…South Stream Shapes European Energy Security, Nabucco Falls Behind
    Croatia gave a final nod to the South Stream in January 2013. Environmental impact assessment procedures required by national law are currently at their final stage. Gazprom and Croatia’s Plinacro inked an Action Plan to implement the South Stream …
    See all stories on this topic »
    Top 5 waterfall hikes
    Orlando Sentinel
    Plitvice Lakes is Croatia’s best known national park and the only natural spot among Croatia’s seven UNESCO World Heritage sites. Located in the mountainous area of central Croatia, just off the border of Bosnia and Herzegonia, the park is comprised of …
    See all stories on this topic »
    Davis Cup 2013: Great Britain could face Spain or Switzerland
    BBC Sport
    … and set up a World Group play-off. The draw takes place at 11:00 BST on Wednesday, with the ties to be played on 13-15 September. Great Britain’s possible opponents are Spain, Austria, Croatia, Switzerland, Germany, Australia, Belgium or Japan.
    See all stories on this topic »
    BBC Sport

    Blogs 1 new result for Croatia

    The Fabulous Watchdogs of Vuk Jeremic’s UNGA Debate on …
    By inavukic

    (Translation of reply into Croatian). It is so reassuring to know that we do, despite a great deal of political maneuvering, live in a democratic world where criminal justice is afforded a politically-free zone even though the efforts to keep justice …
    Croatia, the War, and the Future

    Web 14 new results for Croatia

    EU-bound Croatia privatises ailing shipyard — European business …
    The Croatian government on Saturday privatised an ailing wharf as part of moves to restructure its shipbuilding sector in line with conditions for its entry into the …

  3. Markota says:

    BELGRADE — UN General Assembly President Vuk Jeremić says pressures to give up on a debate on the work of international criminal tribunals have not been successful.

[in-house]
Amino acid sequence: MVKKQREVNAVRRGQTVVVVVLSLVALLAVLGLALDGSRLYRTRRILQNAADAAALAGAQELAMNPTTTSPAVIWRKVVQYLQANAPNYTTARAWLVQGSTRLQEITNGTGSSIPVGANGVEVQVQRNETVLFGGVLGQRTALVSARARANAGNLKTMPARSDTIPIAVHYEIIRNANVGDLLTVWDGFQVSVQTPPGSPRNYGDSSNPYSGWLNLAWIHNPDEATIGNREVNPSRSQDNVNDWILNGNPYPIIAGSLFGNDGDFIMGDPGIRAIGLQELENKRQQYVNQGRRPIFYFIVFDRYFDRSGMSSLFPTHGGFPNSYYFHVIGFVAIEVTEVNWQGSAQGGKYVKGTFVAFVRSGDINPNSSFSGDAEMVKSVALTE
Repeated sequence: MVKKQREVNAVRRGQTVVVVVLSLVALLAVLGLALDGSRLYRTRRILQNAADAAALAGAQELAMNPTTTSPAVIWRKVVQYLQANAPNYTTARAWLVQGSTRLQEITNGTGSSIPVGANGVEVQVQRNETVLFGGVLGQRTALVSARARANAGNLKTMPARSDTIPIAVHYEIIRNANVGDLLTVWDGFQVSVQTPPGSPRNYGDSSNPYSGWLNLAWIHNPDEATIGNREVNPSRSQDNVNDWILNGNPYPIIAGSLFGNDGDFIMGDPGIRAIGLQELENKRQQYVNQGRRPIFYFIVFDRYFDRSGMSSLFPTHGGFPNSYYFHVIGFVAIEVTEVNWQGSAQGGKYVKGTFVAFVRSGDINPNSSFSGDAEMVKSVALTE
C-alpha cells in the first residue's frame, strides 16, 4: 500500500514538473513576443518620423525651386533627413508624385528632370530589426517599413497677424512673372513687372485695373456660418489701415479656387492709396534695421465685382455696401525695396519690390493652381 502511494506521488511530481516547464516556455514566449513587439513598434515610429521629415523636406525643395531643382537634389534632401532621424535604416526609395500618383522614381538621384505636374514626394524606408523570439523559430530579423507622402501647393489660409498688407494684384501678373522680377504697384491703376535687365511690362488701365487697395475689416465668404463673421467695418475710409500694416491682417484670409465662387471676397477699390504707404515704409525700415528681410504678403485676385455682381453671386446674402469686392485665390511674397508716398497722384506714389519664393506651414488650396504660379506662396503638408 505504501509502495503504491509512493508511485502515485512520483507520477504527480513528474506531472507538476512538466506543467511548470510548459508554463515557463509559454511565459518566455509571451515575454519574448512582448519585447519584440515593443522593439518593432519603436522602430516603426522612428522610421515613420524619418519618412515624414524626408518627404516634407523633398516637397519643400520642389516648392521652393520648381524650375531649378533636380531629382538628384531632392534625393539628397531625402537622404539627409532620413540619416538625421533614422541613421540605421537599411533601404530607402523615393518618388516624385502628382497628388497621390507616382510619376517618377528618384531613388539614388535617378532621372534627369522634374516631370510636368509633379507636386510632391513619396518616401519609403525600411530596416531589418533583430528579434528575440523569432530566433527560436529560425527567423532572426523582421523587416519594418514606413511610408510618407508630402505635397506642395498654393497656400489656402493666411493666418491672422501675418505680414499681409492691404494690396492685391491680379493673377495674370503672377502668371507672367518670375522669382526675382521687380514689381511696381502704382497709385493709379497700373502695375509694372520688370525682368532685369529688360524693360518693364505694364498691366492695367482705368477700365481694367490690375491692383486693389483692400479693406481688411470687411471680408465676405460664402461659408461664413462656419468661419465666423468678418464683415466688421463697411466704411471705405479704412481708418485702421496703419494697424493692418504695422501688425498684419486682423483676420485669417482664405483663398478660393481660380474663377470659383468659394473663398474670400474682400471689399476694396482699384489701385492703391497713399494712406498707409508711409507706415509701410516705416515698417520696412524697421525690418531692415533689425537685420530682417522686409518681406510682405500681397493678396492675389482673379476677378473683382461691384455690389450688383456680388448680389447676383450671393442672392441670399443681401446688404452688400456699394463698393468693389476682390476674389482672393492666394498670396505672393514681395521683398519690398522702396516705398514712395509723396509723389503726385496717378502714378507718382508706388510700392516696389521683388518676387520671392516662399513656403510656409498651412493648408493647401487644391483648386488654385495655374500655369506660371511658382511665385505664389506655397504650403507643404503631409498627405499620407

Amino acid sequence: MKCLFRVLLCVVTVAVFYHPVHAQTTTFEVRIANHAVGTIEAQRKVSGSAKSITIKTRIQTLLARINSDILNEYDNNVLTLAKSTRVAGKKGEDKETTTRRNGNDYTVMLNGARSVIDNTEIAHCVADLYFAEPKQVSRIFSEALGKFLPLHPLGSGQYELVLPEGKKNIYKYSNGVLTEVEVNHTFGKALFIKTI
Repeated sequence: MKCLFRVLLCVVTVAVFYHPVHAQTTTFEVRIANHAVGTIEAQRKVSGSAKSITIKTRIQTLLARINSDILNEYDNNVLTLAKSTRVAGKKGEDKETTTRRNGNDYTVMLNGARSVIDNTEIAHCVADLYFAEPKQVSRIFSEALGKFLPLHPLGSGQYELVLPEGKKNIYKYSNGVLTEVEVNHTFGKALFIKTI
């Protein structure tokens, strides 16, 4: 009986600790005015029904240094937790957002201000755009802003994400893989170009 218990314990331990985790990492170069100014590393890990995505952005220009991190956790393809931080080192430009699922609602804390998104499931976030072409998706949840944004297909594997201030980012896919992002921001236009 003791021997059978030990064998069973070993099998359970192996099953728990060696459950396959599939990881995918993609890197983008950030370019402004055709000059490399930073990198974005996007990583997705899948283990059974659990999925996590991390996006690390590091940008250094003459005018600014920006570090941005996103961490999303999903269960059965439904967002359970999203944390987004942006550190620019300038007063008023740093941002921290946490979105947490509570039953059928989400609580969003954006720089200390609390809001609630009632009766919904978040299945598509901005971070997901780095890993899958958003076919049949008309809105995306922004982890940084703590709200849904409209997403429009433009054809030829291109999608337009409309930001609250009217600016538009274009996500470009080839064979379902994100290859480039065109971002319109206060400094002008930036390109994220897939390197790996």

OK, you don’t have to cancel it you shallow selfish people from Belgrade – the debate is not supposed to be about Serbia, so stop stealing the limelight from victims.

  4. Wolfgang Meier says:

    It is truly high time that the world reviews the ways UN elects presidents of its GA – this year it’s a friggin disaster. Just imagine if when UN was established soon after WWII a Nazi official was elected president of UNGA! First, Serbia needs to bow in humility, acknowledge its crimes in Croatia and Bosnia and Herzegovina, process all of them and then step up to be counted among those who deserve praise.

  5. Spectator says:

    I believe there are many more countries of UN who will watch over the debate and protect justice for victims.

  6. Heritage says:

    Good work Ina. Your work serves us all well – we all need to be vigilant for fairness and objectivity.

  7. Jessamy I says:

    Go Julia Gillard and the Australian Government! Thank you for caring about justice for all


  1. […] Now, I am so much prouder than ever before to be associated in life with the part of the world that …. […]

  2. […] Indeed, the debate was a flop, with several leading countries boycotting it.  While the Debate was supposed to address several international criminal tribunals such as for Lebanon, East Timor, Cambodia, Sierra Leone, former Yugoslavia (Croatia, Bosnia and Herzegovina, Serbia…), Rwanda… it was obvious from the start that Jeremic was intending to make it all about Serbia and it’s disagreement with the Hague Tribunal’s acquittals of Croatian Generals of war crimes in November 2012. And this, of course is unacceptable because victims from all countries are equally important for UNGA and the UNGA President had a responsibility in ensuring that, rather than trying to bring Serbia’s issues and victims as the most important. […]